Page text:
More specifically, with cases like Lakenheath and the 1957 RB-47 case and many others equally puzzling that are to be found within the Condon Report, I contest Condon's principal conclusion "that further extensive study of UFOs probably cannot be justified in the expectation that science will be advanced thereby." And I contest the endorsement of such a conclusion by a panel of the National Academy of Sciences, an endorsement that appears to be based upon essentially _zero_ independent scientific cross-checking of case material in the Report. Finally, I question the judgment of those Air Force scientific offices and agencies that have accepted so weak a report. The Lakenheath case is just one example of the basis upon which I rest those objections. I am prepared to discuss many more examples.

    8. The Extraterrestrial Hypothesis:

    In this Lakenheath UFO episode, we have evidence of some phenomena defying ready explanation in terms of present-day science and technology, some phenomena that include enough suggestion of intelligent control (tail-chase incident here), or some broadly cybernetic equivalent thereof, that it is difficult for me to see any reasonable alternative to the hypothesis that something in the nature of extraterrestrial devices engaged-in something in the nature of surveillance lies at the heart of the UFO problem. That is the hypothesis that my own study of the UFO problem leads me to regard as most probable in terms of my present information. This is, like all scientific hypotheses, a working hypothesis to be accepted or rejected only on the basis of continuing investigation. Present evidence surely does not amount to incontrovertible proof of the extraterrestrial hypothesis. What I find scientifically dismaying is that, while a large body of UFO evidence now seems to point in no other direction than the extraterrestrial hypothesis, the profoundly important implications of that possibility are going unconsidered by the scientific community because this entire problem has been imputed to be little more than a nonsense matter unworthy of serious scientific attention.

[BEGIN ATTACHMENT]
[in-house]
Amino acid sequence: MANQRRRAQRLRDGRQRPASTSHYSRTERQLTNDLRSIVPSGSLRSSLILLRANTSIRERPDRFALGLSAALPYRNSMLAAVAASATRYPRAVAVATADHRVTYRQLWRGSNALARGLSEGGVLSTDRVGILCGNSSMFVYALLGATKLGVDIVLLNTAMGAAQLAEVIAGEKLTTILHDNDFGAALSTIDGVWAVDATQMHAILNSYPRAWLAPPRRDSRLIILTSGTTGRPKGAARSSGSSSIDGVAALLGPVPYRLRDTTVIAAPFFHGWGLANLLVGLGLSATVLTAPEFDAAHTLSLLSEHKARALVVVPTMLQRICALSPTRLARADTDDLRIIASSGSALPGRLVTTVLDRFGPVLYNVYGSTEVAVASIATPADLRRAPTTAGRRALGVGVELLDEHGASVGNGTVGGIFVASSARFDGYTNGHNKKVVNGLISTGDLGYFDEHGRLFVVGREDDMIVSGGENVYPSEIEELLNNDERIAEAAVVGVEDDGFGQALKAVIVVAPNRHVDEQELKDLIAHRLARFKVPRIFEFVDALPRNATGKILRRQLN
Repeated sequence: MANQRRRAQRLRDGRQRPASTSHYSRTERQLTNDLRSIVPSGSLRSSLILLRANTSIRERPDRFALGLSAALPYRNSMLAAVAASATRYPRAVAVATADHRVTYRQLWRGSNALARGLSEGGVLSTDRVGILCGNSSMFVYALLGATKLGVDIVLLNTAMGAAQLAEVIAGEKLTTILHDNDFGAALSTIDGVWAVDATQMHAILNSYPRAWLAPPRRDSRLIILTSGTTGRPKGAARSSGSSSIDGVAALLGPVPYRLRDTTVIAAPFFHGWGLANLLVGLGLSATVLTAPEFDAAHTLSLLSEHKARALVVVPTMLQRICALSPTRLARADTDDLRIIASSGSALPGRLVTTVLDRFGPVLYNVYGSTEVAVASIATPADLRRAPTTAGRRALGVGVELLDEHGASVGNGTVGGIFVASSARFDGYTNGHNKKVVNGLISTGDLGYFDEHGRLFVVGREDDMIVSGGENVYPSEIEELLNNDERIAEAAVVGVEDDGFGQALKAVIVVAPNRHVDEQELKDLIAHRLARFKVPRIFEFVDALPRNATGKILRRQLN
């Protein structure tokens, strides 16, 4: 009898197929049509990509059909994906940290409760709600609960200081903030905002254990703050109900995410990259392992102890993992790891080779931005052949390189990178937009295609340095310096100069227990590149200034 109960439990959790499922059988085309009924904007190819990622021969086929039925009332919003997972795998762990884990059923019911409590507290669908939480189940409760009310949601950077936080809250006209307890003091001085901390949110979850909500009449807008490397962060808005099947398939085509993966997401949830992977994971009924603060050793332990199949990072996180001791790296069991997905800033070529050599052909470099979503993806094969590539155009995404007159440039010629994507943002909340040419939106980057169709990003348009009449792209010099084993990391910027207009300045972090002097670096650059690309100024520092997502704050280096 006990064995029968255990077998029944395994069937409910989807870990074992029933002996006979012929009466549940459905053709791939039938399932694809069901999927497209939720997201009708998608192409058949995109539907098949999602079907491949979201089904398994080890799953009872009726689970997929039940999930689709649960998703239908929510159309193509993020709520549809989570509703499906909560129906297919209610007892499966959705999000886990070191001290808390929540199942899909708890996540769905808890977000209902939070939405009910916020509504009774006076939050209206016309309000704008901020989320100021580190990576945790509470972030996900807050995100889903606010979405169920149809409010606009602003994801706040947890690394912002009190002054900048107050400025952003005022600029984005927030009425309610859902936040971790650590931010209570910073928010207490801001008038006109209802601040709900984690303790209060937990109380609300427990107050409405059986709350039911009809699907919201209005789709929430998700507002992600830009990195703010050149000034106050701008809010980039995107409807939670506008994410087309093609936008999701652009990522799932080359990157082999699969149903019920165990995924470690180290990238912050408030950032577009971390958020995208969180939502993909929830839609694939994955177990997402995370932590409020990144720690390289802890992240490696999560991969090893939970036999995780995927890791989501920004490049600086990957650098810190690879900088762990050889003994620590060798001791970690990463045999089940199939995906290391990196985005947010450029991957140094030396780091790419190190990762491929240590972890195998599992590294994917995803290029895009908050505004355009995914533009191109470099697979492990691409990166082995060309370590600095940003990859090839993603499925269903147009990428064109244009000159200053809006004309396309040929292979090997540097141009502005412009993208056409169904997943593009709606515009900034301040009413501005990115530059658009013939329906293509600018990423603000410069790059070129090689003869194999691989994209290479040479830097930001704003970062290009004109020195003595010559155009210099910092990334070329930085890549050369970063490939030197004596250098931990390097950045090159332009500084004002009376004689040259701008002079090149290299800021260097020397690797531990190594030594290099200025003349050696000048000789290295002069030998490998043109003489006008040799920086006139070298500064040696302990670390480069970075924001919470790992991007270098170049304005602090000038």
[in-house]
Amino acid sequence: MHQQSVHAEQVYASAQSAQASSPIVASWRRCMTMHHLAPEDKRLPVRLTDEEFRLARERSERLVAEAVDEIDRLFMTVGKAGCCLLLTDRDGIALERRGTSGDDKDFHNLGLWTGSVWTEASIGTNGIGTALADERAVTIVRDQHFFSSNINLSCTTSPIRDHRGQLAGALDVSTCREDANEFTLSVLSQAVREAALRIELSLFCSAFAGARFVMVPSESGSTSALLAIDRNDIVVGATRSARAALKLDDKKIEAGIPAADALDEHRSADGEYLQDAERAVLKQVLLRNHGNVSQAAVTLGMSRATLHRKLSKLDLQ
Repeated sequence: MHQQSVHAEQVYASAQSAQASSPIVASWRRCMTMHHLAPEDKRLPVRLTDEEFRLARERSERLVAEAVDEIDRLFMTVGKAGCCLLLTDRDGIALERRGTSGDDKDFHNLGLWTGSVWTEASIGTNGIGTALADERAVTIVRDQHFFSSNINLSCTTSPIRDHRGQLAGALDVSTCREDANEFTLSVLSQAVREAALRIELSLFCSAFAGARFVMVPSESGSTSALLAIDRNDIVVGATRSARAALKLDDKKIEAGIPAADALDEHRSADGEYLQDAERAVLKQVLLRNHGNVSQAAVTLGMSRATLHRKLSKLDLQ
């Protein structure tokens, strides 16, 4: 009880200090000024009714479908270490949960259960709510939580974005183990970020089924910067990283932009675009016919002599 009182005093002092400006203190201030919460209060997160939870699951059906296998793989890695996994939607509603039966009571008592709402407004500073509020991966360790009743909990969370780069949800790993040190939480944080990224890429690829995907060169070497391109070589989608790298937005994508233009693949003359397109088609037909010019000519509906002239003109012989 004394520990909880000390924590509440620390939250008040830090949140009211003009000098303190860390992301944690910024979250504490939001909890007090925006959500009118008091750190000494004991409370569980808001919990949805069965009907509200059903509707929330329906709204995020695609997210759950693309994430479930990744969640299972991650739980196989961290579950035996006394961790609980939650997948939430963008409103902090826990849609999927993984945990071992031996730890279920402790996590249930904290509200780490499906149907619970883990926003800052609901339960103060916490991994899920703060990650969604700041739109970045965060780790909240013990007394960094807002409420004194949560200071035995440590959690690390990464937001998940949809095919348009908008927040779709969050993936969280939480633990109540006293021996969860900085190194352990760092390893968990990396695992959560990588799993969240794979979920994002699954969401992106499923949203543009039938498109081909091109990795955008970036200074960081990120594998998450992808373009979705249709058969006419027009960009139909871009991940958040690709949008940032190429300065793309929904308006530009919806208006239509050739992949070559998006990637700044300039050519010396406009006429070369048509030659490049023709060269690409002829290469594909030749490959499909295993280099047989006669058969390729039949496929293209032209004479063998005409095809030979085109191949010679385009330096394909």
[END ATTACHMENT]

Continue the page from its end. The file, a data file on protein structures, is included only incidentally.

Those overtones have been generated almost entirely by scientists and others who have done essentially no real investigation of the problem-area in which they express such strong opinions. Science is not supposed to proceed in that manner, and this AAAS Symposium should see an end to such approaches to the UFO problem.

    Put more briefly, doesn't a UFO case like Lakenheath warrant more than a mere shrug of the shoulders from science?

    Source: Science in Default: Twenty-Two Years of Inadequate UFO Investigations, American Association for the Advancement of Science, 134th Meeting General Symposium, Unidentified Flying Objects, James E. McDonald, Professor of Atmospheric Sciences, The University of Arizona, Tucson, Arizona, December 27, 1969

    Account by Timothy Good
    RAF Bentwaters

    Timothy Good:
    This is the little-known but definitive account by F.H.C. Wimbledon, RAF Fighter Controller on duty at RAF Neatishead, Norfolk:

    I was Chief Controller on duty at the main RAF Radar Station in East Anglia on the night in question. My duties were to monitor the radar picture and to scramble the Battle Flight, who were on duty 24 hours a day, to intercept any intruder of British airspace not positively identified in my sector of responsibility.